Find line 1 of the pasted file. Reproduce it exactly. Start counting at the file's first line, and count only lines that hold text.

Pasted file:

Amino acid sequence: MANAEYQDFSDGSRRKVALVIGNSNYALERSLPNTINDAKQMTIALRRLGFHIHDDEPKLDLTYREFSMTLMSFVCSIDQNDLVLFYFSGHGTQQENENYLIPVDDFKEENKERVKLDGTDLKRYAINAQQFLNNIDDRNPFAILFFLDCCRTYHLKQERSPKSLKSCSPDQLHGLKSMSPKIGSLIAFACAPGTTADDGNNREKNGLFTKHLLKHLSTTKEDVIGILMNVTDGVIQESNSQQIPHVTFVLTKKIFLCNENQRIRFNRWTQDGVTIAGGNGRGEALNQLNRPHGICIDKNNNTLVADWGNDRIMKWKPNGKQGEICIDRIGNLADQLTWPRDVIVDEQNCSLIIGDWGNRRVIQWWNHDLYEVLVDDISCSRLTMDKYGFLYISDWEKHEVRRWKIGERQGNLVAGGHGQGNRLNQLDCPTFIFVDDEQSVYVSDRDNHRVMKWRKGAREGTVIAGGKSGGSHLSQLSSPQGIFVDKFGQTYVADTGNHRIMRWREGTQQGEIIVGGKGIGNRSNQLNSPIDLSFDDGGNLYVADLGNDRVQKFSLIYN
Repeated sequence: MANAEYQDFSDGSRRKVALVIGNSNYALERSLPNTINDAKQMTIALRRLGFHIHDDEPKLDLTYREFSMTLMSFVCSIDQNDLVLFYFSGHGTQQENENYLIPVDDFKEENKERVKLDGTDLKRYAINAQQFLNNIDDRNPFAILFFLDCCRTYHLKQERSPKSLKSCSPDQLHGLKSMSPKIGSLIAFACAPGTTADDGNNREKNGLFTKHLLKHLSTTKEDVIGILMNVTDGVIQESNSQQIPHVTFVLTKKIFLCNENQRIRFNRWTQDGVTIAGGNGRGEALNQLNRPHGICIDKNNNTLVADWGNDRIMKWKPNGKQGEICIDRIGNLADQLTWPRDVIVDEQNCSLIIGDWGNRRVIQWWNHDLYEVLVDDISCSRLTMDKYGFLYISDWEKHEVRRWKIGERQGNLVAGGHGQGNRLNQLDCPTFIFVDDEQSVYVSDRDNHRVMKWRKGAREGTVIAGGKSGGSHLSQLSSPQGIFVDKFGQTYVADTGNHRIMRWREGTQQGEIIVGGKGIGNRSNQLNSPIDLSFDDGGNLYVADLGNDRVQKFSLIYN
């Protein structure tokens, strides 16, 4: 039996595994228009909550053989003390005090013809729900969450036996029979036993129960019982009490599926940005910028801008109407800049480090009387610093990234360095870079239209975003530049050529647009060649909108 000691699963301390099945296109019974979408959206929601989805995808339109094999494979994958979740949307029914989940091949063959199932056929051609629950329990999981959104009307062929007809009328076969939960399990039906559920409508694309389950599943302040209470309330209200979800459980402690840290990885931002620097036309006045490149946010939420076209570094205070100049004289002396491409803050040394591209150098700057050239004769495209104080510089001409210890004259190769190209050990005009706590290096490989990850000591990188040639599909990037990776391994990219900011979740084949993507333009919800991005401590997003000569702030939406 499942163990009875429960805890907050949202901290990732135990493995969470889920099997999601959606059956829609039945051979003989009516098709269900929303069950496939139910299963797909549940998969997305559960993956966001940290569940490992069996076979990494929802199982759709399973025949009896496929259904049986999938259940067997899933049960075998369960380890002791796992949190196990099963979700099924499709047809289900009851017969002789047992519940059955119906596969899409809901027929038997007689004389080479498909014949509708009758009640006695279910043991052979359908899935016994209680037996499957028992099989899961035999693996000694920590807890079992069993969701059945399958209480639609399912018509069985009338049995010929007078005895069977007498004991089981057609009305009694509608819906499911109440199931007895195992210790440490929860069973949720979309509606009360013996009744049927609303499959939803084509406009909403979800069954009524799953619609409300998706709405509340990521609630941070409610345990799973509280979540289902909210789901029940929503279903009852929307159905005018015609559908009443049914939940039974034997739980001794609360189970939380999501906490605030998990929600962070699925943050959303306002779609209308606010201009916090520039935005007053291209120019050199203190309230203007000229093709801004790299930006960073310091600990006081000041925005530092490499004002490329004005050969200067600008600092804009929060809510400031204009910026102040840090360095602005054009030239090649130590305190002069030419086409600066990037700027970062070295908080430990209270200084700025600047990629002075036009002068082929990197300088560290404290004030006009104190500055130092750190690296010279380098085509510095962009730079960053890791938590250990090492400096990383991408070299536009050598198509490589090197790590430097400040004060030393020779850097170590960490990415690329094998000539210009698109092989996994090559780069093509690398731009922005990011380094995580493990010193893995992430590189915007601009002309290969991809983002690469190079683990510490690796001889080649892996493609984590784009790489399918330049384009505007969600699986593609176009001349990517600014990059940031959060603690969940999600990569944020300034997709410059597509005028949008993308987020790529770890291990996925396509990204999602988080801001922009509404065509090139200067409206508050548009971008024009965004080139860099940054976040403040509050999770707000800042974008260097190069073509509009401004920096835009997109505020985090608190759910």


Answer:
Amino acid sequence: MANAEYQDFSDGSRRKVALVIGNSNYALERSLPNTINDAKQMTIALRRLGFHIHDDEPKLDLTYREFSMTLMSFVCSIDQNDLVLFYFSGHGTQQENENYLIPVDDFKEENKERVKLDGTDLKRYAINAQQFLNNIDDRNPFAILFFLDCCRTYHLKQERSPKSLKSCSPDQLHGLKSMSPKIGSLIAFACAPGTTADDGNNREKNGLFTKHLLKHLSTTKEDVIGILMNVTDGVIQESNSQQIPHVTFVLTKKIFLCNENQRIRFNRWTQDGVTIAGGNGRGEALNQLNRPHGICIDKNNNTLVADWGNDRIMKWKPNGKQGEICIDRIGNLADQLTWPRDVIVDEQNCSLIIGDWGNRRVIQWWNHDLYEVLVDDISCSRLTMDKYGFLYISDWEKHEVRRWKIGERQGNLVAGGHGQGNRLNQLDCPTFIFVDDEQSVYVSDRDNHRVMKWRKGAREGTVIAGGKSGGSHLSQLSSPQGIFVDKFGQTYVADTGNHRIMRWREGTQQGEIIVGGKGIGNRSNQLNSPIDLSFDDGGNLYVADLGNDRVQKFSLIYN